When Solomon Noy retired from his nearly 20-year career as a correctional officer, he was used to 12-hour days on the job. His typical schedule was 4 p.m. to 4 a.m. or 6 p.m. to 6 a.m. In the decade since he retired, he says he has stuck with those 12-hour blocks because that’s what was familiar to him. Noy is an independent fellow, whose wife still works and who absolutely loves to watch his granddaughter play basketball.  Despite liking to do “whatever comes up,” Noy says it was important to him to maintain a routine because that’s what he’s used to.

Although many people heading toward the ends of their career might rank “Having no schedule” at the top of their retirement bucket list, it turns out that this doesn’t always result in a happy existence. As noted retirement writer Ernie Zelinski said in his 2010 book How to Retire Happy, Wild, and Free, “Losing structure and routine can create much havoc … time must be filled to pass the days, but empty time results in boredom and joyless living.”

Like Noy, most retirees have worked long enough that the structure of the organizations that employed them has become their own. If you worked from 9 to 5, for example, you are accustomed to fitting your pre-work schedule into the early hours between say 5:30 and 8:30 a.m. You no doubt got 30-60 minutes for lunch at 12 or 12:30 and you were ready for a break by 5. When you retire, although there is no real reason to live on this schedule, you just automatically do.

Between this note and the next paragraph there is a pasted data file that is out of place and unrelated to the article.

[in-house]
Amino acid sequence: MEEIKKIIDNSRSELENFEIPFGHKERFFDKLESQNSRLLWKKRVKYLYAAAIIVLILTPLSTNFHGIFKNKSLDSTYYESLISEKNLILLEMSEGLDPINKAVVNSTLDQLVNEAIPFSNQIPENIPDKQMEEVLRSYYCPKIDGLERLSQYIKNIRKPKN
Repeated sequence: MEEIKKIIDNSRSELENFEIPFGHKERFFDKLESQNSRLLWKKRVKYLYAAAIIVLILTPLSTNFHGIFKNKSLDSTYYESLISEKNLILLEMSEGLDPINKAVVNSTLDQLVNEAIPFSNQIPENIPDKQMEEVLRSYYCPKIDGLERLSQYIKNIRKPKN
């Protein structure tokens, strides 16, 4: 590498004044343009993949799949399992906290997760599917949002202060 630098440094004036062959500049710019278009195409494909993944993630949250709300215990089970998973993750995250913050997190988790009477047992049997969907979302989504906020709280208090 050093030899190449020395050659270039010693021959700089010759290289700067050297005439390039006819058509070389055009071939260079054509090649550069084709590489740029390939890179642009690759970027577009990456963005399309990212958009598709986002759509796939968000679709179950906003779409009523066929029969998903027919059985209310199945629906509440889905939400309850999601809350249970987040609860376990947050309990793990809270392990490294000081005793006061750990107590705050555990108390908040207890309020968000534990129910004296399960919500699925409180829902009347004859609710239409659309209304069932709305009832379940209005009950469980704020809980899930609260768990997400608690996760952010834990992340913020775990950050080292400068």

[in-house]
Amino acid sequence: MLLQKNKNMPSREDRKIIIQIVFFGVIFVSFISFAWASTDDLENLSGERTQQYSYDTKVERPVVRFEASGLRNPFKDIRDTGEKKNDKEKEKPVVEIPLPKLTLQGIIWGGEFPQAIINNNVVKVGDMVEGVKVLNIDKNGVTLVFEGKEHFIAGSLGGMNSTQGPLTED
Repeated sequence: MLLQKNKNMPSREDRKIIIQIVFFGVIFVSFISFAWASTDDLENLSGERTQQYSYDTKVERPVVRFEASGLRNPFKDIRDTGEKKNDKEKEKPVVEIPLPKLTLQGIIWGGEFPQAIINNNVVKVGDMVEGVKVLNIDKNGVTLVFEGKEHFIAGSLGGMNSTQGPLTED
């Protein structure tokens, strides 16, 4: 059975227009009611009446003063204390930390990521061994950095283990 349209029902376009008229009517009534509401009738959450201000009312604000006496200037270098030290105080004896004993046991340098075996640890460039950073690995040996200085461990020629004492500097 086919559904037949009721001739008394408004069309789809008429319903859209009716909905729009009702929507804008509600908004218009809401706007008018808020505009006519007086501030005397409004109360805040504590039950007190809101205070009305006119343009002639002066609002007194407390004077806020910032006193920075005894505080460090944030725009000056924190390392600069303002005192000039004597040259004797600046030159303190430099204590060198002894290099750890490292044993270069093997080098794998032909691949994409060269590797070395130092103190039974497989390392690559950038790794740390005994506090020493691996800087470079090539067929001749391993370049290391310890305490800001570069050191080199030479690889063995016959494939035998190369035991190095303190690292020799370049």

Some retirees want to see for themselves what their own “natural” schedule or routine might be when they are left to their own devices.  As many retirees have done, Suzie Chock Hunt, a retired educator, decided to turn off the alarm when she was finished with her career. “I just wanted to see what my natural schedule might be,” she says, learning that she normally awakens around 8 a.m. rather than 5:30 or 6 as she did when she was working. She spends an hour reading the paper and drinking coffee and then makes her way to a daily three-mile run. As a fine art painter in retirement, she gets to her canvas in the afternoon and may paint or write until 2 a.m. if the mood suits her.

Hunt’s enjoyment of retirement and appreciation of the value of life in her second act demonstrates one of the important lessons for all retirees: pay attention to your own sense of time. It’s easy to imagine that after decades of working, we might go to extremes in how we use time. Many people may think they still need to be productive eight hours a day, without even considering that eight-hour days were simply a product of the thoughts of social theorist Robert Owen during the late 1800s as part of the Industrial Revolution. Owen, who operated the New Lanark mine in Scotland, was actually trying to stop the practice of people working more than eight hours. His slogan was “Eight hours of labor, eight hours of recreation, and eight hours of rest.”

Still, some of us still feel we need to stick to a strict daily schedule like the ones we were on for years, while others may just decide to ad lib and see what works for them. Whatever the result, it’s a good idea to think about what comes naturally to you. Take off your watch for a couple of weeks and pay attention to when you’re tired, hungry, energetic, and reflective. This is your natural clock. Once you have a sense of what works for you, you can fit in other interests and activities around that.